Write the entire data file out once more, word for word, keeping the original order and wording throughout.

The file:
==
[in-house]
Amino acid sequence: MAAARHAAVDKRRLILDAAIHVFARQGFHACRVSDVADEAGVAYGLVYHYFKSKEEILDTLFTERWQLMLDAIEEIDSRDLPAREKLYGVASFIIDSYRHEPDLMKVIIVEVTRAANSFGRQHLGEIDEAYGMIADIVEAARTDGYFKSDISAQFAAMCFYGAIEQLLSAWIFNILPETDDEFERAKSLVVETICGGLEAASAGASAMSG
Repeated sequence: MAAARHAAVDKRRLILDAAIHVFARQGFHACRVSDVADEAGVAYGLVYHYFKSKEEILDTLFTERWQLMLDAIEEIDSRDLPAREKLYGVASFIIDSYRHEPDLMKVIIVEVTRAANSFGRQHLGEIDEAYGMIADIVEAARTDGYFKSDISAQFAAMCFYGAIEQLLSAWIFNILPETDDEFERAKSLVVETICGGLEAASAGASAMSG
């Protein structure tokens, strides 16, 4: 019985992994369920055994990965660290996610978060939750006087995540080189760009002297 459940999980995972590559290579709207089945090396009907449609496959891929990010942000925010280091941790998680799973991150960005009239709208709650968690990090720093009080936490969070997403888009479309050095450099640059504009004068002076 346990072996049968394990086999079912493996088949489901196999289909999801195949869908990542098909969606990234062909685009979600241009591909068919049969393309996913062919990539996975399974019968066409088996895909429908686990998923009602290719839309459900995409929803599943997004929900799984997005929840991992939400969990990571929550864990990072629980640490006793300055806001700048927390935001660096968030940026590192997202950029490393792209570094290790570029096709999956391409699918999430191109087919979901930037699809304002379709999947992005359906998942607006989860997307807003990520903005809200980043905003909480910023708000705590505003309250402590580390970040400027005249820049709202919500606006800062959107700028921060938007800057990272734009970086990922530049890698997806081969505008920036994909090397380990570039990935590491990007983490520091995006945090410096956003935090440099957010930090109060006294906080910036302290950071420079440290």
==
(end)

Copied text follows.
[in-house]
Amino acid sequence: MAAARHAAVDKRRLILDAAIHVFARQGFHACRVSDVADEAGVAYGLVYHYFKSKEEILDTLFTERWQLMLDAIEEIDSRDLPAREKLYGVASFIIDSYRHEPDLMKVIIVEVTRAANSFGRQHLGEIDEAYGMIADIVEAARTDGYFKSDISAQFAAMCFYGAIEQLLSAWIFNILPETDDEFERAKSLVVETICGGLEAASAGASAMSG
Repeated sequence: MAAARHAAVDKRRLILDAAIHVFARQGFHACRVSDVADEAGVAYGLVYHYFKSKEEILDTLFTERWQLMLDAIEEIDSRDLPAREKLYGVASFIIDSYRHEPDLMKVIIVEVTRAANSFGRQHLGEIDEAYGMIADIVEAARTDGYFKSDISAQFAAMCFYGAIEQLLSAWIFNILPETDDEFERAKSLVVETICGGLEAASAGASAMSG
């Protein structure tokens, strides 16, 4: 019985992994369920055994990965660290996610978060939750006087995540080189760009002297 459940999980995972590559290579709207089945090396009907449609496959891929990010942000925010280091941790998680799973991150960005009239709208709650968690990090720093009080936490969070997403888009479309050095450099640059504009004068002076 346990072996049968394990086999079912493996088949489901196999289909999801195949869908990542098909969606990234062909685009979600241009591909068919049969393309996913062919990539996975399974019968066409088996895909429908686990998923009602290719839309459900995409929803599943997004929900799984997005929840991992939400969990990571929550864990990072629980640490006793300055806001700048927390935001660096968030940026590192997202950029490393792209570094290790570029096709999956391409699918999430191109087919979901930037699809304002379709999947992005359906998942607006989860997307807003990520903005809200980043905003909480910023708000705590505003309250402590580390970040400027005249820049709202919500606006800062959107700028921060938007800057990272734009970086990922530049890698997806081969505008920036994909090397380990570039990935590491990007983490520091995006945090410096956003935090440099957010930090109060006294906080910036302290950071420079440290």